217.0 Vipiteno/Sterzing 943 m AMSL
Campo di Trens/Freienfeld 935 m AMSL
Palude di Vipiteno bridge3 spans
208.9 Mules/Mauls 900 m AMSL
204.3 Le Cave/Grasstein 843 m AMSL
200.8 Mezzaselva/Mittewald 798 m AMSL
197.0 Fortezza/Franzensfeste 747 m AMSL
197.0 Puster Valley railway (S.Candido/Innichen)
192.19 Varna/Vahrn 650 m AMSL
188.36 Bressanone/Brixen 577 m AMSL
Eisack bridge II 2 spans
184.70 Albès/Albeins 548 m AMSL
Funes/Villnöß 539 m AMSL
178.24 Chiusa/KlausenGrödner railway 523 m AMSL
172.43 Ponte Gardena/Waidbruck 422 m AMSL
Rötele bridge 1 span
Castelrotto/Kastelruth/ 428 m AMSL
Schlern tunnel 13.159 m
Campodazzo/Atzwang 373 m AMSL
Eisack bridge I 2 spans
Tunnel VII 55m
Tunnel VI 72m
Tunnel V 60m
Tunnel IV 62m
Tunnel III 79m
Tunnel II 57m
Völsersteig/ Fiè allo Sciliar 340 m AMSL
Tunnel I 40m
157.99 Prato all'Isarco/Blumau 315 m AMSL
Kardaun tunnel 3.789m
Prato Tires tunnel 430m
Cardano/Kardaun 283 m AMSL
Kardaun bridge 1 span
150.23 Bolzano/Bozen 266 m AMSL
Überetsch Railway
148.59 To Merano
142.56 Laives/Leifers 230 m AMSL
139.29 Bronzolo/Branzoll 227 m AMSL
134.17 Ora/Auer 223 m AMSL
128.40 Egna/Neumarkt 217 m AMSL
124.42 Magrè/MargreidCortaccia/Kurtatsch 216 m AMSL
118.99 Salorno/Salurn 211 m AMSL
111.62 Mezzocorona
110.50 Trento-Malè railway
104.32 Lavis
95.43 Trento goods station
94.79 Trento
93.01 To Venice
87.22 Mattarello
78.91 Calliano,closed 12.12.2004
71.21 Rovereto
66.91 MoriRovereto-Arco-Riva railway
60.86 Serravalle
54.68 Ala
50.36 Avio
45.48 Borghetto
40.36 Peri
32.77 Dolcè
22.80 Domegliara–S.Ambrogio
16.98 Pescantina
11.65 Verona Parona
6.39 S.Massimo junction/P.C.[6] to Milan and Bologna
Adige river
3.37 Verona Porta Nuova
0.00 Verona Porta Vescovo
To Venice

Future[edit]

Following a sharp increase in freight traffic through the Brenner Pass (largely on road), the railway is currently considered to have insufficient capacity. Moreover, its steep grades, tight radius bends and the need to change locomotive engines at Brenner due to two different electrical systems as used in Austria and Italy mean that the average travel speed is low. For these reasons, the creation of a new line is planned from Verona to Munich via Innsbruck. At the heart of this project lies a 55 kilometre-long tunnel between Franzensfeste and Innsbruck, known as the Brenner Base Tunnel. [1]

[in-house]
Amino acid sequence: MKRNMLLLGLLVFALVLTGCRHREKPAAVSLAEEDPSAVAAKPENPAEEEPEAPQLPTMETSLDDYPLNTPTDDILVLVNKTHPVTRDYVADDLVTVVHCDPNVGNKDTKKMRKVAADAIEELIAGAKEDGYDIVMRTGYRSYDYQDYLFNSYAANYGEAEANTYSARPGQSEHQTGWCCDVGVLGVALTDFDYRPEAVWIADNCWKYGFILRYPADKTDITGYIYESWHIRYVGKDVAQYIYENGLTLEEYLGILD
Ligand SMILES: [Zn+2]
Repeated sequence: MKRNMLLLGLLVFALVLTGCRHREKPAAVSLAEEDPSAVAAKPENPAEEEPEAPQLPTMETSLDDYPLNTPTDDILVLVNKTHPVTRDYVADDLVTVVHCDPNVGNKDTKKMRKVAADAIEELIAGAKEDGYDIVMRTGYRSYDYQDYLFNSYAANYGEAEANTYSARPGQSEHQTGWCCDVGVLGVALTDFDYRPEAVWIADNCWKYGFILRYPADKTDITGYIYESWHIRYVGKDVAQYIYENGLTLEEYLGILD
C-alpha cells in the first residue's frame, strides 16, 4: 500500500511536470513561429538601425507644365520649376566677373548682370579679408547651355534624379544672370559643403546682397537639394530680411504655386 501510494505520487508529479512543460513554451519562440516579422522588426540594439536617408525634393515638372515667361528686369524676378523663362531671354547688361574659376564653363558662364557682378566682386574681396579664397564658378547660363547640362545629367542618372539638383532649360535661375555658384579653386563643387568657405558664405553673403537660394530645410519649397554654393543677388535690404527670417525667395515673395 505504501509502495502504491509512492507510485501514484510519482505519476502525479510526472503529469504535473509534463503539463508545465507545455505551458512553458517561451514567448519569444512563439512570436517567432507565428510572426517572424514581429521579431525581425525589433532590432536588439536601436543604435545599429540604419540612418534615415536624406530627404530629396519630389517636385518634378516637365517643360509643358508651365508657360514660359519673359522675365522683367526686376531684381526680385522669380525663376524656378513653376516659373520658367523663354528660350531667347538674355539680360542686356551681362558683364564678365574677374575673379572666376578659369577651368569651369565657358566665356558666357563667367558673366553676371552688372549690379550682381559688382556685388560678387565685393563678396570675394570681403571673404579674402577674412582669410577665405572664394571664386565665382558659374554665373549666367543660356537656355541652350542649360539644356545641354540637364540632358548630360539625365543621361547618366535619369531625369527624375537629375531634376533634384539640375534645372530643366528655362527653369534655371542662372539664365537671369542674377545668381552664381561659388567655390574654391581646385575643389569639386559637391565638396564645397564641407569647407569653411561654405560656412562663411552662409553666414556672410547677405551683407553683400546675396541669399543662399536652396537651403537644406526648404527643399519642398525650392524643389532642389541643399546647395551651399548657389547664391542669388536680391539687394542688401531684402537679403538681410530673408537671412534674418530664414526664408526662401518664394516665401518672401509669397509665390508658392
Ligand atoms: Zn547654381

Route[edit]

The maximum grade on the track is 31 per thousand. The minimum curve radius is 264 metres. The highest point of the track is Brenner station at 1,371 m, which is also the highest point reached on the standard gauge networks of the Austrian Federal Railways (ÖBB) and the Italian Ferrovie dello Stato (FS) networks.

To overcome the steep climb (796 metres between Innsbruck and Brenner) two spiral tunnels were built, using the sides of a valleysat St. Jodok on the Austrian side and the sides of the Pflerschtal (German for "Pflersch Valley") on the Italian side.

At Brenner station, located on the Brenner Pass (1371 metres), there is a monument to the designer, Karl von Etzel. This station is situated at the border between Italy and Austria and also the operational border between the ÖBB and FS networks. The two companies operate different electrical systems, (15,000 V AC at 16.7 Hz in Austria, and 3,000 V DC in Italy), which requires a stop to change electric locomotives. For this reason, for a long time the operation of express trains from Munich to Verona and Milan was carried out with diesel railcars. Until 30 May 1965 was also needed a second engine change in Bolzano station, as the Bolzano–Brenner section still operated under three-phase AC electrification.

In recent years the introduction of multicurrent rolling stock, which can be run on both the Austrian and Italian networks, has made it possible, at least in principle, to avoid locomotive changes. However, the need for locomotives to carry equipment for different signalling systems and to have safety approvals for different networks and lines, and the need for staff to know operating rules and routes has limited multicurrent operations in practice.

Notes[edit]

  1. ^ Ferrovie dello Stato
  2. ^ Kalla-Bishop 1971, p. 21
  3. ^ Kalla-Bishop 1971, p. 41
  4. ^ Kalla-Bishop 1971, p. 52
  5. ^ Kalla-Bishop 1971, p. 103
  6. ^ "Posti di comunicazione", that is a crossover.

References[edit]

  • Rete FS in esercizio (FS operational network) (PDF) (in Italian), Ferrovie dello Stato, retrieved 4 February 2010 
  • Facchinelli, L. (1995), La ferrovia Verona–Brennero. Storia della linea e delle stazioni nel territorio (the Verona–Brennero railway, history of the lines and stations in the area) (in Italian), Bolzano: Athesia 
  • Kalla-Bishop, P. M. (1971), Italian Railways, Newton Abbott, Devon, England: David & Charles, ISBN 0-7153-5168-0 
  • Mori, Edoardo, La ferrovia da Verona a Monaco di Baviera (The railway from Verona to Munich) (in Italian), Calosci Editore 

See also[edit]

Coordinates: 46°18′26″N 11°14′51″E / 46.30722°N 11.24750°E / 46.30722; 11.24750